Thankfully, we have David Anderson’s marketing ad (gavel bang: An Associate’s Mind). It is a gem. It might not answer any of these questions, or, quite frankly, tell you anything that might make you want to hire Mr. Anderson. But it is certainly the worst most unique approach to attorney advertising I have seen in quite some time….
Have you ever noticed that some lawyers become different people when they get in front of a keyboard?
It’s like a Jekyll-and-Hyde kind of thing. They might be perfectly pleasant individuals in real life, capable of warmth or at least civility to their fellow human beings. But get them in front of a computer with a law-firm template on the screen, and they turn into some sort of lawyerly unmanned drone.
Most lawyers, especially junior lawyers, have an idea about what a lawyer letter is supposed to look like. It generally has fancy lawyerly words like “pursuant to,” and it usually includes lawyerly weirdnesses like parenthetically writing numbers in figures after having just spelled out the numbers in words (“If we do not receive a response for you and/or your counsel in five (5) days …”), and it almost always contains threats about Very Bad Things happening. And they tend to be uniformly douchey.
But here are four (4) reasons why lawyer letters are less effective than phone calls.…
That might surprise people who know me casually, like my professional acquaintances. I work hard to keep it in check. Over the past 17 years as an employment litigator (representing companies), I’ve gotten better at controlling my anger. But it hasn’t always been easy.
Because lawyers can be pretty adept at pissing people off.
In fact, I know many people who left litigation — even left practicing law altogether — primarily because they were sick of dealing with obnoxious opposing lawyers. And I’m not talking about thin-skinned, confrontation-avoiding types. I’m talking about solid, talented litigators who just stopped finding it fun to fight with douchebags all the time.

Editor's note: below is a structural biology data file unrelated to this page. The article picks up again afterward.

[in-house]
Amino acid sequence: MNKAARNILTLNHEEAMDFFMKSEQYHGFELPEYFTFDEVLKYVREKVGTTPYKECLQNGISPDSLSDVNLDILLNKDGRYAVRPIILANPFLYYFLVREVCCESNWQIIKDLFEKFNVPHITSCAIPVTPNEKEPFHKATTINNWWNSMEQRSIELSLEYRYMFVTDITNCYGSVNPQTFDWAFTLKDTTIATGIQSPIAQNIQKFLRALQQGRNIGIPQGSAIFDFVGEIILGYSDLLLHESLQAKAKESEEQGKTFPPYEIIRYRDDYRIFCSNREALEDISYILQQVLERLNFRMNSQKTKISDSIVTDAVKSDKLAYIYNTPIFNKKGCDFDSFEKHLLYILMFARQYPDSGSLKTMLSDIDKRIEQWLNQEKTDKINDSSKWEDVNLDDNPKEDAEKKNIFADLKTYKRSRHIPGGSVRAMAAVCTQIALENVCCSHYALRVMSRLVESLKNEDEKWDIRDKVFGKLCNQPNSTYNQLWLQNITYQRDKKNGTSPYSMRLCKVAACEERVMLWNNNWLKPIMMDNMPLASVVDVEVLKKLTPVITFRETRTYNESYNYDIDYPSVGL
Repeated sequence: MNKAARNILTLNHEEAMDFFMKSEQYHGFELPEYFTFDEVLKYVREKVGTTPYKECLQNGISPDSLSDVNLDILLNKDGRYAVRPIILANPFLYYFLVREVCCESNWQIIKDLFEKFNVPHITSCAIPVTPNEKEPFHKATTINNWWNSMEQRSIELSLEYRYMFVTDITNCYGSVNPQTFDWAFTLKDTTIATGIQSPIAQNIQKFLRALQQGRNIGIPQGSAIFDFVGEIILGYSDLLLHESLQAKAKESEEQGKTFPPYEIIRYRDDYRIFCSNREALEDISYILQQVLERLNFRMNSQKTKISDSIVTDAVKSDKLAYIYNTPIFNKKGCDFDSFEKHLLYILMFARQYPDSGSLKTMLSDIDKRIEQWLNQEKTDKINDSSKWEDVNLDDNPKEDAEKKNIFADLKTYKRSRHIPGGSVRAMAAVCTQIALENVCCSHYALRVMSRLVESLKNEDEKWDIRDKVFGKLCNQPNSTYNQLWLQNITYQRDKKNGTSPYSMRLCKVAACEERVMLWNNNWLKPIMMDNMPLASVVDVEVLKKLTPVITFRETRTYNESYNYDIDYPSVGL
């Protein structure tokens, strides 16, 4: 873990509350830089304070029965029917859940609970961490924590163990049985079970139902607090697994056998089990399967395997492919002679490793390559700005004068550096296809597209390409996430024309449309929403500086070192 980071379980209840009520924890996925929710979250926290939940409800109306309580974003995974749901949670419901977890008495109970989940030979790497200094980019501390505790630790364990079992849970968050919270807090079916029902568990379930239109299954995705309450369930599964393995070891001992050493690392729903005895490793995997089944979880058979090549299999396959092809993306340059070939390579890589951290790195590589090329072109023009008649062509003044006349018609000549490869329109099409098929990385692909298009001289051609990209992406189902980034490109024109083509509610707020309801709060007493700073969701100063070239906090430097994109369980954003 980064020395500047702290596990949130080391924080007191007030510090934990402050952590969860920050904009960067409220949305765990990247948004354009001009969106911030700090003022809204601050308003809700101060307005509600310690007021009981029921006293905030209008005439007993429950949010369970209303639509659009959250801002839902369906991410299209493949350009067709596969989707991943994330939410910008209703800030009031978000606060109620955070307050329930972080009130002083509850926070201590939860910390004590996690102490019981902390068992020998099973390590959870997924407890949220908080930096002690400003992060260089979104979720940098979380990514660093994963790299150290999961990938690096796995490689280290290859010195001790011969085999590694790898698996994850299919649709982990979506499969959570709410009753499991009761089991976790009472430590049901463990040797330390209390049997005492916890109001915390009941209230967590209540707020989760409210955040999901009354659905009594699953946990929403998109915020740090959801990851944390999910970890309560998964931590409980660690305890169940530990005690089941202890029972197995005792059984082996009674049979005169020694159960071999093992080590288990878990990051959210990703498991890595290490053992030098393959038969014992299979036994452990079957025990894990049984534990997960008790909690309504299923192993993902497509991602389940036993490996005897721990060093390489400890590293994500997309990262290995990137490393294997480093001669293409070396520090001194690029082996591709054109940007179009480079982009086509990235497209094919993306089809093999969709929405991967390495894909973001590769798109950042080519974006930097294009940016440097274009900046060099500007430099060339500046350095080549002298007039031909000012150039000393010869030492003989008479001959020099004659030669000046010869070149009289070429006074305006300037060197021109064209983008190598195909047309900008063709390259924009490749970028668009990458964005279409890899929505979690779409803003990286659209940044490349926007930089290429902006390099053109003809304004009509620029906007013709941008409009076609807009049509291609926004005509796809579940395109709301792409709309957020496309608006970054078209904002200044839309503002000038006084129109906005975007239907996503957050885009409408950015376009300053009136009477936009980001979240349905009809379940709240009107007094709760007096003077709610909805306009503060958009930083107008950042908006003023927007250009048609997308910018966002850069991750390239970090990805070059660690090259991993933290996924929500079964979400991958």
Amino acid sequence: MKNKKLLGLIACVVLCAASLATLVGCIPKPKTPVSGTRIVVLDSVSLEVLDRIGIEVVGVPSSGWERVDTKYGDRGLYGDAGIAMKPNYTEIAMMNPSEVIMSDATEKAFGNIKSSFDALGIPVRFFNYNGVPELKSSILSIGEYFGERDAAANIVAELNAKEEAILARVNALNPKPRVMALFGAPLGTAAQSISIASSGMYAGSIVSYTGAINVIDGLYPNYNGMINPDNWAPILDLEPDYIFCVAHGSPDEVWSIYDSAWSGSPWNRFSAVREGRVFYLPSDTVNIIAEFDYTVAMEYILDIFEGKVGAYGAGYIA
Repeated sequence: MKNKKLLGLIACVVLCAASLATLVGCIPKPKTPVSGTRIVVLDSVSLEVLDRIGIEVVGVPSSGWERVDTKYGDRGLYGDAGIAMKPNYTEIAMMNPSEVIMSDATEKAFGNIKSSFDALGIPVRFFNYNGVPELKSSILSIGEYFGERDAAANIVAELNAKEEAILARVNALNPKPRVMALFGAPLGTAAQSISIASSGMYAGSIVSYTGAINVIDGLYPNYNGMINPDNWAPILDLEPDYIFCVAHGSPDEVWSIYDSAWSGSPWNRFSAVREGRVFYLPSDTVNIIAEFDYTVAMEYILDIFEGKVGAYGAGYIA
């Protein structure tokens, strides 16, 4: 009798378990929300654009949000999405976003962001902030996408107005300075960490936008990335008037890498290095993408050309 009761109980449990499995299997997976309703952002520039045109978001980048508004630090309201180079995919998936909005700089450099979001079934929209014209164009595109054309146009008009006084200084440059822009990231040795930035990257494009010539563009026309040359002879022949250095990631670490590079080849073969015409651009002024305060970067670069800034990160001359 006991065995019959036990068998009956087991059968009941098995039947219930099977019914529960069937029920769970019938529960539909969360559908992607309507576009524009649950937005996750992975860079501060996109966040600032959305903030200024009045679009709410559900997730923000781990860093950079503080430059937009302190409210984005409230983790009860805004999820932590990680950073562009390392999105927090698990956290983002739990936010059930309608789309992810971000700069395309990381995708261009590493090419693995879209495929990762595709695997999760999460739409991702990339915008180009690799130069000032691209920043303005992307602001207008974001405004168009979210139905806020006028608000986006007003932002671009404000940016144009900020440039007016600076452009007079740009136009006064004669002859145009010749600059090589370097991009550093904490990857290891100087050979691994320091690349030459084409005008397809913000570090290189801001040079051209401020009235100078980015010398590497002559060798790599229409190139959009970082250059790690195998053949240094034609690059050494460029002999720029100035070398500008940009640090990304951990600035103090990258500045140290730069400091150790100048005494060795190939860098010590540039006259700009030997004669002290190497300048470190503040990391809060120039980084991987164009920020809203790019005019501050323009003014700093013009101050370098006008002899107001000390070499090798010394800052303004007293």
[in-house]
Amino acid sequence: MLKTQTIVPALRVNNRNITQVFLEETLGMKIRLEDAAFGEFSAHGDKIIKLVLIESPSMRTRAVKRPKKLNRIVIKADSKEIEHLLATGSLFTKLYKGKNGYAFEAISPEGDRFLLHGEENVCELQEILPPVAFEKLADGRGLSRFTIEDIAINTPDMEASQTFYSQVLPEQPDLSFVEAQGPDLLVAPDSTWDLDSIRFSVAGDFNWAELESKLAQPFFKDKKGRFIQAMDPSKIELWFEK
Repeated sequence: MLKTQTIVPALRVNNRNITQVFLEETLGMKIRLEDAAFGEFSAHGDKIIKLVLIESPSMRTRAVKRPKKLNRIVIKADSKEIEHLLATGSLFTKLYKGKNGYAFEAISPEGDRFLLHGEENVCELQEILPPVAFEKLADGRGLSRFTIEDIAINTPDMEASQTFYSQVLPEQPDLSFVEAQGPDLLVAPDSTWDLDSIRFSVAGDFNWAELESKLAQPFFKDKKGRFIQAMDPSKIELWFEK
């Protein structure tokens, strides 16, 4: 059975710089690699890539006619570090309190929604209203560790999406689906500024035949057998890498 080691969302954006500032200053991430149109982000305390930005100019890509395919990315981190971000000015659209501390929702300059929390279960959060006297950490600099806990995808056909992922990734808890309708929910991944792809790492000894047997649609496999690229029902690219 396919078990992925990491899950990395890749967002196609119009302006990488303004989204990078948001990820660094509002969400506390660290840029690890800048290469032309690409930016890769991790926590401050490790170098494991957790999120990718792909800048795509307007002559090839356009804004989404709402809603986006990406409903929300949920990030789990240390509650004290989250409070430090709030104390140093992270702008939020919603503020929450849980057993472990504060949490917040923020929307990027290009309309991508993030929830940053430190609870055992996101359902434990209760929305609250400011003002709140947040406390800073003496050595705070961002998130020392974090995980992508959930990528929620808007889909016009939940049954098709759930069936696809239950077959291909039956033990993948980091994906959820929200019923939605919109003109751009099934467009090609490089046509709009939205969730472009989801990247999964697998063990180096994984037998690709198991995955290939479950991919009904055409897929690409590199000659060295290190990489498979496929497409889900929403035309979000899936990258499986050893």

And this is more of an issue for newer small-firm lawyers, who are much more likely to deal with opposing counsel early in their careers than their Biglaw counterparts. (Maybe someone else here can write a post on dealing with obnoxious document reviews.)
So to help you deal with the toolbags that all litigators face from time to time, here are five tips that I’ve picked up along the way….
Sometimes you just have to whip it out and wait for somebody to bring over a ruler. That’s just a part of life.
But some lawyers seem to sit around all day just waiting for an opportunity to drop drawers and call for the chains.
Don’t believe me? Take a look at this guy from SNR Denton. He was reading the Middle East Practice Area ABA listserv and came across an innocent question and follow-up discussion. Instead of answering the question or providing any helpful information whatsoever, he shot off a quick little response about his firm’s own magnificence.
And to make matters worse (and hilarious), it turns out he didn’t even know what he was talking about in the first place…
Based on the overwhelming number of submissions we’ve received — please don’t be offended if yours doesn’t make the cut — it seems you’re enjoying our recent series on legally-themed license plates. You can send in your photos via email (subject line: “Vanity License Plate”).
Here’s one license plate we received that’s not explicitly law-related. But the reader who submitted it described it as “a DUI lawyer’s worst nightmare.”
You should not drink and drive — especially if this is your license plate….